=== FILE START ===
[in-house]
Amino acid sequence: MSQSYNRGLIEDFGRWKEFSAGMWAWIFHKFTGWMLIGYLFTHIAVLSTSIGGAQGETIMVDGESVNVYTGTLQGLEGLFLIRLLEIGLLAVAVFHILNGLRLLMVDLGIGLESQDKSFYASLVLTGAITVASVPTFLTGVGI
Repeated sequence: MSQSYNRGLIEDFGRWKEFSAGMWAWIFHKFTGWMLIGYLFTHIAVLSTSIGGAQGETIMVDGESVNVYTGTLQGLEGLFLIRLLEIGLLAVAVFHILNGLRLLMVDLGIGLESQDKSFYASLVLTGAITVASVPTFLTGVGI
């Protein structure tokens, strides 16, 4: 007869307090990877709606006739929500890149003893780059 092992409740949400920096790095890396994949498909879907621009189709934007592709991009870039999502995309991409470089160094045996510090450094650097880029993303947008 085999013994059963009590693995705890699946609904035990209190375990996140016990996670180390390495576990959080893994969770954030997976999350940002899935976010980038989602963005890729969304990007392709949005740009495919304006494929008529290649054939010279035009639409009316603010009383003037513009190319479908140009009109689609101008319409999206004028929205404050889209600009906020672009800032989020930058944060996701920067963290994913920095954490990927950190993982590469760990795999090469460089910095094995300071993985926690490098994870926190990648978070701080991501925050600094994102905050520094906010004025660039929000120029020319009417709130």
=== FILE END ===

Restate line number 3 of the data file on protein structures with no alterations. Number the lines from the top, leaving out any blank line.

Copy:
Repeated sequence: MSQSYNRGLIEDFGRWKEFSAGMWAWIFHKFTGWMLIGYLFTHIAVLSTSIGGAQGETIMVDGESVNVYTGTLQGLEGLFLIRLLEIGLLAVAVFHILNGLRLLMVDLGIGLESQDKSFYASLVLTGAITVASVPTFLTGVGI